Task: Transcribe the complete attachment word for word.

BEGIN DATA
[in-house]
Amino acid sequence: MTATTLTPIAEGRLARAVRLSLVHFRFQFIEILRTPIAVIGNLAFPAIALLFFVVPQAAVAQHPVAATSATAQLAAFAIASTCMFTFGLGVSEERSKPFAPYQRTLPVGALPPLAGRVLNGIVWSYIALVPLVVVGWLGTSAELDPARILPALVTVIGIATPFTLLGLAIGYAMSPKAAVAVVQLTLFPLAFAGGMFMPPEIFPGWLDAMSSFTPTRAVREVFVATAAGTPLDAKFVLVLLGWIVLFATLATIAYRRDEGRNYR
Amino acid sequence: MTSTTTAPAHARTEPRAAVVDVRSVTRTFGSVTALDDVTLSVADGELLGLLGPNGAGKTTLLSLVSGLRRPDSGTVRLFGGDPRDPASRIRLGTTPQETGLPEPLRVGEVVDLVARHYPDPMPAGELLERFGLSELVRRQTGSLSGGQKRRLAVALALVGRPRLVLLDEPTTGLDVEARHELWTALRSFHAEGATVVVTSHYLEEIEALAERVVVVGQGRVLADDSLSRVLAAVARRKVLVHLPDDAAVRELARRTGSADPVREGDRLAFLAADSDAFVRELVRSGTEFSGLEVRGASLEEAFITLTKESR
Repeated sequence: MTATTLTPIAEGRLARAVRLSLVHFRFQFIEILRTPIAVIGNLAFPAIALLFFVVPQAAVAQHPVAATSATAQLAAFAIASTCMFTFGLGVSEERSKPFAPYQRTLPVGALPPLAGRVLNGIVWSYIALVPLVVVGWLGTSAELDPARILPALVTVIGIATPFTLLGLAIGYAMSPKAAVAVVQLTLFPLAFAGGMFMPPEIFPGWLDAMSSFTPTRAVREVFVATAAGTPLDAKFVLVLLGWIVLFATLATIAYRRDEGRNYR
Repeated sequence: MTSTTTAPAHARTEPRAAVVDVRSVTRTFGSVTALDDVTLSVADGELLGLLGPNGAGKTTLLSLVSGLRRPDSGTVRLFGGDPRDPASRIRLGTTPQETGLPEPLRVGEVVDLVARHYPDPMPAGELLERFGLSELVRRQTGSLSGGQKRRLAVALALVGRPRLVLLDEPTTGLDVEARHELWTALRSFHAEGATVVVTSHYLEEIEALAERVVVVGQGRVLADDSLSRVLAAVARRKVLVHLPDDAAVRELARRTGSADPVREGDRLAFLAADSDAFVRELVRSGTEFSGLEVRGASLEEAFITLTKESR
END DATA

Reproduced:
[in-house]
Amino acid sequence: MTATTLTPIAEGRLARAVRLSLVHFRFQFIEILRTPIAVIGNLAFPAIALLFFVVPQAAVAQHPVAATSATAQLAAFAIASTCMFTFGLGVSEERSKPFAPYQRTLPVGALPPLAGRVLNGIVWSYIALVPLVVVGWLGTSAELDPARILPALVTVIGIATPFTLLGLAIGYAMSPKAAVAVVQLTLFPLAFAGGMFMPPEIFPGWLDAMSSFTPTRAVREVFVATAAGTPLDAKFVLVLLGWIVLFATLATIAYRRDEGRNYR
Amino acid sequence: MTSTTTAPAHARTEPRAAVVDVRSVTRTFGSVTALDDVTLSVADGELLGLLGPNGAGKTTLLSLVSGLRRPDSGTVRLFGGDPRDPASRIRLGTTPQETGLPEPLRVGEVVDLVARHYPDPMPAGELLERFGLSELVRRQTGSLSGGQKRRLAVALALVGRPRLVLLDEPTTGLDVEARHELWTALRSFHAEGATVVVTSHYLEEIEALAERVVVVGQGRVLADDSLSRVLAAVARRKVLVHLPDDAAVRELARRTGSADPVREGDRLAFLAADSDAFVRELVRSGTEFSGLEVRGASLEEAFITLTKESR
Repeated sequence: MTATTLTPIAEGRLARAVRLSLVHFRFQFIEILRTPIAVIGNLAFPAIALLFFVVPQAAVAQHPVAATSATAQLAAFAIASTCMFTFGLGVSEERSKPFAPYQRTLPVGALPPLAGRVLNGIVWSYIALVPLVVVGWLGTSAELDPARILPALVTVIGIATPFTLLGLAIGYAMSPKAAVAVVQLTLFPLAFAGGMFMPPEIFPGWLDAMSSFTPTRAVREVFVATAAGTPLDAKFVLVLLGWIVLFATLATIAYRRDEGRNYR
Repeated sequence: MTSTTTAPAHARTEPRAAVVDVRSVTRTFGSVTALDDVTLSVADGELLGLLGPNGAGKTTLLSLVSGLRRPDSGTVRLFGGDPRDPASRIRLGTTPQETGLPEPLRVGEVVDLVARHYPDPMPAGELLERFGLSELVRRQTGSLSGGQKRRLAVALALVGRPRLVLLDEPTTGLDVEARHELWTALRSFHAEGATVVVTSHYLEEIEALAERVVVVGQGRVLADDSLSRVLAAVARRKVLVHLPDDAAVRELARRTGSADPVREGDRLAFLAADSDAFVRELVRSGTEFSGLEVRGASLEEAFITLTKESR